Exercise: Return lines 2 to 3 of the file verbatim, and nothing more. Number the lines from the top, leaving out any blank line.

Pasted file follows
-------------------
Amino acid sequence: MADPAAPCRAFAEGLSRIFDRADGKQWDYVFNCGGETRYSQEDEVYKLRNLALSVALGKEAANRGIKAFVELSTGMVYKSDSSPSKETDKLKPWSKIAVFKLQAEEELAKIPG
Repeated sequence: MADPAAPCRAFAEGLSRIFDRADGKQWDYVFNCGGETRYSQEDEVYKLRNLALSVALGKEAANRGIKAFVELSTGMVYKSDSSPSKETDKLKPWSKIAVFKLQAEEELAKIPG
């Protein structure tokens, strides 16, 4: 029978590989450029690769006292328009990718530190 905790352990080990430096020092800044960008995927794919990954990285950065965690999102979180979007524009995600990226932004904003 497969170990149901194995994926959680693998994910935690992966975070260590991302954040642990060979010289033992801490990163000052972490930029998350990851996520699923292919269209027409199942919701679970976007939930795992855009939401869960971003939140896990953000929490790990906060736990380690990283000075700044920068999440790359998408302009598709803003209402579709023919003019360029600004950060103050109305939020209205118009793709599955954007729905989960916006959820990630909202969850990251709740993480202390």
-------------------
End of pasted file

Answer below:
Repeated sequence: MADPAAPCRAFAEGLSRIFDRADGKQWDYVFNCGGETRYSQEDEVYKLRNLALSVALGKEAANRGIKAFVELSTGMVYKSDSSPSKETDKLKPWSKIAVFKLQAEEELAKIPG
């Protein structure tokens, strides 16, 4: 029978590989450029690769006292328009990718530190 905790352990080990430096020092800044960008995927794919990954990285950065965690999102979180979007524009995600990226932004904003 497969170990149901194995994926959680693998994910935690992966975070260590991302954040642990060979010289033992801490990163000052972490930029998350990851996520699923292919269209027409199942919701679970976007939930795992855009939401869960971003939140896990953000929490790990906060736990380690990283000075700044920068999440790359998408302009598709803003209402579709023919003019360029600004950060103050109305939020209205118009793709599955954007729905989960916006959820990630909202969850990251709740993480202390």